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Home / Culture / So, see you on the other side, eh?

So, see you on the other side, eh?

A visit to Calcutta’s Commonwealth War Graves cut short
The Commonwealth War Graves in the Bhowanipore Cemetery

Swachchhasila Basu   |   Published 07.02.21, 12:49 AM

A cemetery is not a cheery place to be in, more so in these despairing times. But that is exactly where I landed up on a cold and windy December morning, a friend in tow.

The friend was excited; as a child, whenever he visited his maternal grandparents’ place, the cemetery was his playground. As for me, well, I had an agenda.

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Last year had been the 75th anniversary of the end of World War II, a war in which many soldiers from the Commonwealth had laid down their lives. Since Remembrance Sunday on November 8, my Twitter timeline had been flooded with tweets by the Commonwealth War Graves Commission or CWGC of picturesque locations of war cemeteries from across the world and notes on who lies buried where.

I learnt from a Google search that Calcutta too has three Commonwealth war cemeteries — the Bhowanipore Cemetery, the Entally Cemetery and the General Episcopal Cemetery, also known as the Lower Circular Road Cemetery. Between them they house a few hundred war graves apart from many more civilian ones.

Bhowanipore Cemetery has 713 identified graves from World War I & II, Entally has one and Lower Circular Road, two. And yet none seemed to figure in the CWGC’s remembrances alongside the cemeteries in Cairo, Nigeria, Festubert. Were our graves not worth talking about, I wondered. My searches also revealed that Alexander Aubrey Bond, father of the much loved writer Ruskin Bond, rests in Bhowanipore.

He had served in the Royal Air Force during World War II, but he didn’t die in the line of duty. His grave is one of the 200-plus non-war graves that the CWGC maintains there.

By now I was dying to step out, but the virus doesn’t care for such fancies. Moreover, with an elderly parent at home, even the shortest of spins needs the preparation of a Viking expedition. It was six weeks before I could set out on my cemetery visit.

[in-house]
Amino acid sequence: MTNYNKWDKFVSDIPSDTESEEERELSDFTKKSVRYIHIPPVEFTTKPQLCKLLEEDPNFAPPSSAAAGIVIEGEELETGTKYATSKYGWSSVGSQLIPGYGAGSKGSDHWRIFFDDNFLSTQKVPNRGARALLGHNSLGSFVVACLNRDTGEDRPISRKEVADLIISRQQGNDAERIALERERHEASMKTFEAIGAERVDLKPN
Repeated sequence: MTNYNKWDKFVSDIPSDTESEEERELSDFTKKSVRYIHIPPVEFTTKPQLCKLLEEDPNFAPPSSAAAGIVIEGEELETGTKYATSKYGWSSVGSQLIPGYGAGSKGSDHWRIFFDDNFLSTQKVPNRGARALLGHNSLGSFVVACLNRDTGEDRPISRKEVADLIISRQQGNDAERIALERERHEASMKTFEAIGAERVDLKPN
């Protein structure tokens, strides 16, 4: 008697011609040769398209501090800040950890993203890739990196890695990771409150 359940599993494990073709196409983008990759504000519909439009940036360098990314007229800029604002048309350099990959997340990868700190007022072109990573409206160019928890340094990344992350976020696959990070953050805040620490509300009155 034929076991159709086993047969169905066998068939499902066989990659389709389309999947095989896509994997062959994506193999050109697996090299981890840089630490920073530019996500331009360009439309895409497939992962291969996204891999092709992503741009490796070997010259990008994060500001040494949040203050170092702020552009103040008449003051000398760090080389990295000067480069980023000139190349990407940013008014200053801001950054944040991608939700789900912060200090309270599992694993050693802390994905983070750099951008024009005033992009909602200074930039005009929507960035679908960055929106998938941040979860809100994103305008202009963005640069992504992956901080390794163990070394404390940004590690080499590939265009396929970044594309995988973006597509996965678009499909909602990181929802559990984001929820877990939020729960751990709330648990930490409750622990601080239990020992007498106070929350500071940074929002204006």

The war graves of Bhowanipore are located some 200 metres from the main gate, encircled by a four-foot-high woven wire and shrubbery. A concrete pathway running right through the civilian cemetery leads up to them. The manicured lawns with some graves down the middle flanked by symmetrical rows of well-maintained headstones can be seen from a distance.

According to my friend, when he would come here, there was no separate enclosure for the soldiers’ graves. He said, “Most of the civilian tombs were made of marble and on summer days they felt cool. There were plenty of trees and flower beds too. We’d sit on the tombs and play ludo or hide behind them during a game of hide-and-seek.”

Within minutes of stepping into the enclosure, we heard voices. In reflex, my friend, whose mask covered his chin, promptly pulled it up. We continued to meander in. The engravings on the tombstones were thus styled — 1230826 Flight Sergeant/A.R. Eaton/ Royal Air Force/4th May 1945. There is a Royal Air Force eagle above the lettering and a cross below. Beside Eaton lies D. Bedford. His epitaph runs into five rows: “Able Seaman RN PCIX 561532/ H.M.S. President III/3rd May 1945 Age 19/Memories are keepsakes/No one can steal.” We walked past R251292 Flight Sergeant S.A. Doherty, wireless operator and ace gunner with the Royal Canadian Air Force. He died on May 2, 1945.

Before we could explore any further, the voices were upon us. They belonged to Rabi Singh and Rajinder Raj, both gardeners, both graduates. Raj has been working here for a decade, while Singh is fairly new to Calcutta. Prior to this, Singh has worked at the CWG cemeteries in Delhi, Chennai, Pune... He had said later in ambassadorial fashion, “The CWGC is ensuring that people do not forget history.” But just then they were frantic and concerned to find us inside an area that was closed to visitors because of the pandemic. Was it the long departed who were at risk from visitors or visitors from visitors, we asked, but to no avail.

Finally, Singh called up the CWGC-appointed manager of the graves. When he couldn’t get through, he gave me the number. After six failed attempts, a woman answered the call. The gist of the conversation was as follows. No, we couldn’t see the graves. And yes, we would have to email ahead for permission, which would not take too long coming. And yes, we needed permission before we could have a chat with Raj and Singh. She said she would text me her email id. I waited agog for the next few minutes, holding my phone up to the sun to check for connectivity. I had a connection, I never got the text.

It has been several weeks since — the promised text or its sender are yet to make an appearance.



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